Sunday, March 31, 2024

"In the Shadow of Diagnosis"

New from the University of Chicago Press: In the Shadow of Diagnosis: Psychiatric Power and Queer Life by Regina Kunzel.

About the book, from the publisher:
A look at the history of psychiatry’s foundational impact on the lives of queer and gender-variant people.

In the mid-twentieth century, American psychiatrists proclaimed homosexuality a mental disorder, one that was treatable and amenable to cure. Drawing on a collection of previously unexamined case files from St. Elizabeths Hospital, In the Shadow of Diagnosis explores the encounter between psychiatry and queer and gender-variant people in the mid- to late-twentieth-century United States. It examines psychiatrists’ investments in understanding homosexuality as a dire psychiatric condition, a judgment that garnered them tremendous power and authority at a time that historians have characterized as psychiatry’s “golden age.” That stigmatizing diagnosis made a deep and lasting impact, too, on queer people, shaping gay life and politics in indelible ways. In the Shadow of Diagnosis helps us understand the adhesive and ongoing connection between queerness and sickness.
Regina Kunzel is the Larned Professor of History and Women’s, Gender, and Sexuality Studies at Yale University.

The Page 99 Test: Criminal Intimacy.

--Marshal Zeringue

Saturday, March 30, 2024

"Jerusalem through the Ages"

New from Oxford University Press: Jerusalem through the Ages: From Its Beginnings to the Crusades by Jodi Magness.

About the book, from the publisher:
A major new history of one of the world's holiest of cities, based on the most recent archaeological discoveries

First settled five thousand years ago by a mountain spring between the Mediterranean and Dead Sea, Jerusalem was named for the god (Shalem) that was worshipped there. When David reportedly conquered the city, ca. 1000 BCE, he transferred the Ark of the Covenant--and with it, the presence of the God of Israel--to this rocky outcrop. Here, David's son Solomon built a permanent house for the God of Israel called the first temple, and since then this spot has been known as the Temple Mount. After Babylonians destroyed Solomon's temple in 586 BCE, it was replaced by the second temple, which is the setting for many of the events described in the Gospel accounts. In 70 CE, the Romans destroyed Jerusalem, leaving the Temple Mount in ruins. Two hundred and fifty years later, the emperor Constantine constructed the Church of the Holy Sepulcher around the spots where Jesus is believed to have been crucified and buried, and the church is now considered Jerusalem's holiest site by many Christians worldwide. In the late seventh century CE the focus shifted back to the Temple Mount, when an early Islamic ruler named `Abd al-Malek enshrined the rocky outcrop in a monument that is still iconic of the city today: the Dome of the Rock. In 1099 Crusaders conquered Jerusalem, and although their rule was brief rule they left a deep impact on the city. Today, much of the old city retains its medieval appearance.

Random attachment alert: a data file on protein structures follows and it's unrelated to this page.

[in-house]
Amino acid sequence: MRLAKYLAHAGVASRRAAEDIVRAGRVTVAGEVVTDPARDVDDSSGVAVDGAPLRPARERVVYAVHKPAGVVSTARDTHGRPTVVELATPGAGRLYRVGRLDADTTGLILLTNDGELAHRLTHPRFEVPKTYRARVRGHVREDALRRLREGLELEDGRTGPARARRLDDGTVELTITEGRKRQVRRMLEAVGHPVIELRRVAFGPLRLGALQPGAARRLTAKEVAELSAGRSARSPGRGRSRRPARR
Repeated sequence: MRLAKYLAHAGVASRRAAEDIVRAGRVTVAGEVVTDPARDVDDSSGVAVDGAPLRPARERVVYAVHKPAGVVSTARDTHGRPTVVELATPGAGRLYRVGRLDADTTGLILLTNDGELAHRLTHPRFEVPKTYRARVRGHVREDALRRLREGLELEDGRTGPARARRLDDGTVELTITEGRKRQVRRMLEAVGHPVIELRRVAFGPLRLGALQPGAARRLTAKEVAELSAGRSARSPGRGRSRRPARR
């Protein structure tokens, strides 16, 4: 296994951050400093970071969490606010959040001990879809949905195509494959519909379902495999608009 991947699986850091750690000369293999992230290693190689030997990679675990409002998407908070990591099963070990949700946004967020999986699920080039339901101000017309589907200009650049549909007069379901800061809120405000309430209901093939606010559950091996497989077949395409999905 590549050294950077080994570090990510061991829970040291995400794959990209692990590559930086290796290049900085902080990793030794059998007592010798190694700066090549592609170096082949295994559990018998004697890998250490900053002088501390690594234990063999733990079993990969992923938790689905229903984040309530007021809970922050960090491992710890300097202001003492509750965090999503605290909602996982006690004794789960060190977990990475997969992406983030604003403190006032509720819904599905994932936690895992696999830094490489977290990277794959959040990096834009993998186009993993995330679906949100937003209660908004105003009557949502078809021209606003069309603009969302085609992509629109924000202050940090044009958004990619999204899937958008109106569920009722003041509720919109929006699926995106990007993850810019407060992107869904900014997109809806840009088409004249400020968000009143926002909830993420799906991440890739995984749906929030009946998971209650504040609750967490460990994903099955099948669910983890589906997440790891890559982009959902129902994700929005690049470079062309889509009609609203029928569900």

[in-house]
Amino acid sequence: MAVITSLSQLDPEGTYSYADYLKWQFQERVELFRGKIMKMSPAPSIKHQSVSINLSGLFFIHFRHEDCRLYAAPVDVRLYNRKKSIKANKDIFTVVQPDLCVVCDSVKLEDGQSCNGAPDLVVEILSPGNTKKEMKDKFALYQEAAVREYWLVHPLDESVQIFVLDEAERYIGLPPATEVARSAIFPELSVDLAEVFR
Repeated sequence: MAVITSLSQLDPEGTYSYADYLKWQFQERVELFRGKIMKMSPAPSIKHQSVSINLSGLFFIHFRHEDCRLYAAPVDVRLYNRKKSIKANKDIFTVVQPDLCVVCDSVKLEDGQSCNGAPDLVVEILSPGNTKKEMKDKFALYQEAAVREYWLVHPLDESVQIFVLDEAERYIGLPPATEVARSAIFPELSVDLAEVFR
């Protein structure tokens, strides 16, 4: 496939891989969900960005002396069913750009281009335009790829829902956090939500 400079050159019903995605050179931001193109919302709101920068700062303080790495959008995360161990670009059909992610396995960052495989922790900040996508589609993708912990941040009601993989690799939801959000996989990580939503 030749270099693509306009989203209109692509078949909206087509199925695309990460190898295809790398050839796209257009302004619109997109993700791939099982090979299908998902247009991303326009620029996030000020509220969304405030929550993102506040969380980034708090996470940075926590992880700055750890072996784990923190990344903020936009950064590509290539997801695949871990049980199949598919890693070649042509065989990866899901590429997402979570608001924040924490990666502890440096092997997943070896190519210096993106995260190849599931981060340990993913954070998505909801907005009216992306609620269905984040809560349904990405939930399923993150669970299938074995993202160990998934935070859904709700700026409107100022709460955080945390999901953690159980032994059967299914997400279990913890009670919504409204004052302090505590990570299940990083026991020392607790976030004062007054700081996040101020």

For followers of the three Abrahamic faiths, Jerusalem is the place where the presence of the God of Israel dwells--the meeting point of heaven and earth and the locus of divine and human interaction. Jerusalem through the Ages by Jodi Magness explores how these beliefs came to be associated with the city by introducing readers to its complex and layered history, providing a broad yet detailed account, including the most recent archaeological discoveries. Each chapter focuses on a key moment of transition from Jerusalem's beginnings to the Crusades of the medieval period, enabling readers to experience the city's many transformations as it changed hands and populations-Jebusites, Israelites, Judahites, Persians, Greeks, Romans, Jews, Christians, and Muslims. The book also includes a walking guide for visitors who wish to experience the city's many archaeological sites firsthand.
Visit Jodi Magness's website.

--Marshal Zeringue

Friday, March 29, 2024

"Creatures of Fashion"

New from the University of North Carolina Press: Creatures of Fashion: Animals, Global Markets, and the Transformation of Patagonia by John Soluri.

About the book, from the publisher:
Today, the mention of Patagonia and Tierra del Fuego conjures images of idyllic landscapes untouched by globalization. Creatures of Fashion upends this, revealing how the exploitation of animals—terrestrial and marine, domesticated and wild, living and dead—was central to the region's transformation from Indigenous lands into the national territories of Argentina and Chile. Drawing on evidence from archives and digital repositories, John Soluri traces the circulation of furs and fibers to explore how the power of fashion stretched far beyond Europe's houses of haute couture to entangle the fates of Indigenous hunters, migrant workers, and textile manufacturers with those of fur seals, guanacos, and sheep at the "end of the world."

From the nineteenth-century rise of commercial hunting to twentieth-century sheep ranching to contemporary conservation-based tourism, Soluri's narrative explains how struggles for control over the production of commodities and the reproduction of animals drove the social and environmental changes that tied Patagonia to global markets, empires, and wildlife conservation movements. By exposing seams in national territories and global markets knit together by force, this book provides perspectives and analyses vital for understanding contemporary conflicts over mass consumption, the conservation of biodiversity, and struggles for environmental justice in Patagonia and beyond.
--Marshal Zeringue

Thursday, March 28, 2024


New from Oxford University Press: Subversion: From Covert Operations to Cyber Conflict by Lennart Maschmeyer.

About the book, from the publisher: